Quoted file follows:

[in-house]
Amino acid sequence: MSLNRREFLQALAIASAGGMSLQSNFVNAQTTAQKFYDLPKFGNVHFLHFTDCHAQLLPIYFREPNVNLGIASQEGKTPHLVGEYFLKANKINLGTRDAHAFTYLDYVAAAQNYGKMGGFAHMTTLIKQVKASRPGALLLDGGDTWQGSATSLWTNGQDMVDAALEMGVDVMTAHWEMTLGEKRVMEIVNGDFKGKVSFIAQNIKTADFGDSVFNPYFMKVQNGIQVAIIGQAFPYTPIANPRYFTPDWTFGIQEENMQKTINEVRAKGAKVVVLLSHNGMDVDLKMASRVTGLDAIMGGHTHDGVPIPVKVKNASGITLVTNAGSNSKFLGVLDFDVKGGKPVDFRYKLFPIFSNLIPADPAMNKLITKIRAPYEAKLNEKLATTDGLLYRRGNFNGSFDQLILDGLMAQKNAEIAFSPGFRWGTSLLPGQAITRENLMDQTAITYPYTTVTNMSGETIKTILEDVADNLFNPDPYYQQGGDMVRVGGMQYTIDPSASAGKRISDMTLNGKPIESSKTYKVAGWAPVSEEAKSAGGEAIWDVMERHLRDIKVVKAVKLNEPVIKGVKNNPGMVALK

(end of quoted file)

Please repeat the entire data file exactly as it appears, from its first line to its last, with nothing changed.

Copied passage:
[in-house]
Amino acid sequence: MSLNRREFLQALAIASAGGMSLQSNFVNAQTTAQKFYDLPKFGNVHFLHFTDCHAQLLPIYFREPNVNLGIASQEGKTPHLVGEYFLKANKINLGTRDAHAFTYLDYVAAAQNYGKMGGFAHMTTLIKQVKASRPGALLLDGGDTWQGSATSLWTNGQDMVDAALEMGVDVMTAHWEMTLGEKRVMEIVNGDFKGKVSFIAQNIKTADFGDSVFNPYFMKVQNGIQVAIIGQAFPYTPIANPRYFTPDWTFGIQEENMQKTINEVRAKGAKVVVLLSHNGMDVDLKMASRVTGLDAIMGGHTHDGVPIPVKVKNASGITLVTNAGSNSKFLGVLDFDVKGGKPVDFRYKLFPIFSNLIPADPAMNKLITKIRAPYEAKLNEKLATTDGLLYRRGNFNGSFDQLILDGLMAQKNAEIAFSPGFRWGTSLLPGQAITRENLMDQTAITYPYTTVTNMSGETIKTILEDVADNLFNPDPYYQQGGDMVRVGGMQYTIDPSASAGKRISDMTLNGKPIESSKTYKVAGWAPVSEEAKSAGGEAIWDVMERHLRDIKVVKAVKLNEPVIKGVKNNPGMVALK